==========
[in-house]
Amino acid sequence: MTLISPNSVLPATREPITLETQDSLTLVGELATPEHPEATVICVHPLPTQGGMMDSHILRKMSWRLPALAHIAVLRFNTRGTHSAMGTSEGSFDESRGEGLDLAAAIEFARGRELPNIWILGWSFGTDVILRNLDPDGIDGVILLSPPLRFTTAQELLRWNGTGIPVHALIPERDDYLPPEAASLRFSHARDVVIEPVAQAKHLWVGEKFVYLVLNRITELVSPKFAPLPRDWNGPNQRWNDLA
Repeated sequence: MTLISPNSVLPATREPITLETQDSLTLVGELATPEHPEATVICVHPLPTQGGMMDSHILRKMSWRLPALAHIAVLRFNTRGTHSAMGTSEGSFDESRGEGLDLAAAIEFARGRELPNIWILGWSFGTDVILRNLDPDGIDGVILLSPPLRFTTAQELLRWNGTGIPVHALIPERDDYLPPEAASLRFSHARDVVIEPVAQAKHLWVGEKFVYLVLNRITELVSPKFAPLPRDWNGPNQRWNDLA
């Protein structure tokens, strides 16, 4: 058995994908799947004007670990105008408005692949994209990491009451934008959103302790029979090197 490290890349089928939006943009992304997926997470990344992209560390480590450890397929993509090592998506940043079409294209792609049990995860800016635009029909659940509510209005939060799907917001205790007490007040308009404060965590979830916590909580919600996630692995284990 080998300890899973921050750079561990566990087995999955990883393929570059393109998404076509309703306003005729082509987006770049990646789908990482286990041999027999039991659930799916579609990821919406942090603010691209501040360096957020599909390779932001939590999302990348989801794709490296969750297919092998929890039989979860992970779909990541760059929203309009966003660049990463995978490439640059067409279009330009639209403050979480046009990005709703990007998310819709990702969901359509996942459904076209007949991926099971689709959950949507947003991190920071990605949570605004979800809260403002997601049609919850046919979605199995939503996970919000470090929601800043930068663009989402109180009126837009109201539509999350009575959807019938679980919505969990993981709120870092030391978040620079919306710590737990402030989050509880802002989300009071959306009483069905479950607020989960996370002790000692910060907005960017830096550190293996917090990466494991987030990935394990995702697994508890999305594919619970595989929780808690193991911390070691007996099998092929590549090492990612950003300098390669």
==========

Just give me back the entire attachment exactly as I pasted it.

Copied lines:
[in-house]
Amino acid sequence: MTLISPNSVLPATREPITLETQDSLTLVGELATPEHPEATVICVHPLPTQGGMMDSHILRKMSWRLPALAHIAVLRFNTRGTHSAMGTSEGSFDESRGEGLDLAAAIEFARGRELPNIWILGWSFGTDVILRNLDPDGIDGVILLSPPLRFTTAQELLRWNGTGIPVHALIPERDDYLPPEAASLRFSHARDVVIEPVAQAKHLWVGEKFVYLVLNRITELVSPKFAPLPRDWNGPNQRWNDLA
Repeated sequence: MTLISPNSVLPATREPITLETQDSLTLVGELATPEHPEATVICVHPLPTQGGMMDSHILRKMSWRLPALAHIAVLRFNTRGTHSAMGTSEGSFDESRGEGLDLAAAIEFARGRELPNIWILGWSFGTDVILRNLDPDGIDGVILLSPPLRFTTAQELLRWNGTGIPVHALIPERDDYLPPEAASLRFSHARDVVIEPVAQAKHLWVGEKFVYLVLNRITELVSPKFAPLPRDWNGPNQRWNDLA
């Protein structure tokens, strides 16, 4: 058995994908799947004007670990105008408005692949994209990491009451934008959103302790029979090197 490290890349089928939006943009992304997926997470990344992209560390480590450890397929993509090592998506940043079409294209792609049990995860800016635009029909659940509510209005939060799907917001205790007490007040308009404060965590979830916590909580919600996630692995284990 080998300890899973921050750079561990566990087995999955990883393929570059393109998404076509309703306003005729082509987006770049990646789908990482286990041999027999039991659930799916579609990821919406942090603010691209501040360096957020599909390779932001939590999302990348989801794709490296969750297919092998929890039989979860992970779909990541760059929203309009966003660049990463995978490439640059067409279009330009639209403050979480046009990005709703990007998310819709990702969901359509996942459904076209007949991926099971689709959950949507947003991190920071990605949570605004979800809260403002997601049609919850046919979605199995939503996970919000470090929601800043930068663009989402109180009126837009109201539509999350009575959807019938679980919505969990993981709120870092030391978040620079919306710590737990402030989050509880802002989300009071959306009483069905479950607020989960996370002790000692910060907005960017830096550190293996917090990466494991987030990935394990995702697994508890999305594919619970595989929780808690193991911390070691007996099998092929590549090492990612950003300098390669």